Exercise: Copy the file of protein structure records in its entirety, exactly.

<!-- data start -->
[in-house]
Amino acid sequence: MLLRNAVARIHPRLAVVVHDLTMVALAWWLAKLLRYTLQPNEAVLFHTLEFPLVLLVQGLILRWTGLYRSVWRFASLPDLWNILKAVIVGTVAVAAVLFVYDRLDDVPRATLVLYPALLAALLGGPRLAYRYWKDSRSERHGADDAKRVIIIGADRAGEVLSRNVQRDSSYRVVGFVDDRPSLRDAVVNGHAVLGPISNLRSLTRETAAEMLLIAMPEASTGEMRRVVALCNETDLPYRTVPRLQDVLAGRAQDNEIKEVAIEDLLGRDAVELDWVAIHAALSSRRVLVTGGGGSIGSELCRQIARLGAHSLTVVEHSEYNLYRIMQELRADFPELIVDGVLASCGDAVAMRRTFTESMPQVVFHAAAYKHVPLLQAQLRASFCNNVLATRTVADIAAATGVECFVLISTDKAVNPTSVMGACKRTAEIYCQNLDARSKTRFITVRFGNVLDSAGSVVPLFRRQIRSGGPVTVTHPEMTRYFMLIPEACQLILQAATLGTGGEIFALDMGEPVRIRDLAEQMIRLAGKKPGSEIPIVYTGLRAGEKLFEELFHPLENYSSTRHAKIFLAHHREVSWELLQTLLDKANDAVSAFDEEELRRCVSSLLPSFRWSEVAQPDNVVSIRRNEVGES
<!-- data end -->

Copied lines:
[in-house]
Amino acid sequence: MLLRNAVARIHPRLAVVVHDLTMVALAWWLAKLLRYTLQPNEAVLFHTLEFPLVLLVQGLILRWTGLYRSVWRFASLPDLWNILKAVIVGTVAVAAVLFVYDRLDDVPRATLVLYPALLAALLGGPRLAYRYWKDSRSERHGADDAKRVIIIGADRAGEVLSRNVQRDSSYRVVGFVDDRPSLRDAVVNGHAVLGPISNLRSLTRETAAEMLLIAMPEASTGEMRRVVALCNETDLPYRTVPRLQDVLAGRAQDNEIKEVAIEDLLGRDAVELDWVAIHAALSSRRVLVTGGGGSIGSELCRQIARLGAHSLTVVEHSEYNLYRIMQELRADFPELIVDGVLASCGDAVAMRRTFTESMPQVVFHAAAYKHVPLLQAQLRASFCNNVLATRTVADIAAATGVECFVLISTDKAVNPTSVMGACKRTAEIYCQNLDARSKTRFITVRFGNVLDSAGSVVPLFRRQIRSGGPVTVTHPEMTRYFMLIPEACQLILQAATLGTGGEIFALDMGEPVRIRDLAEQMIRLAGKKPGSEIPIVYTGLRAGEKLFEELFHPLENYSSTRHAKIFLAHHREVSWELLQTLLDKANDAVSAFDEEELRRCVSSLLPSFRWSEVAQPDNVVSIRRNEVGES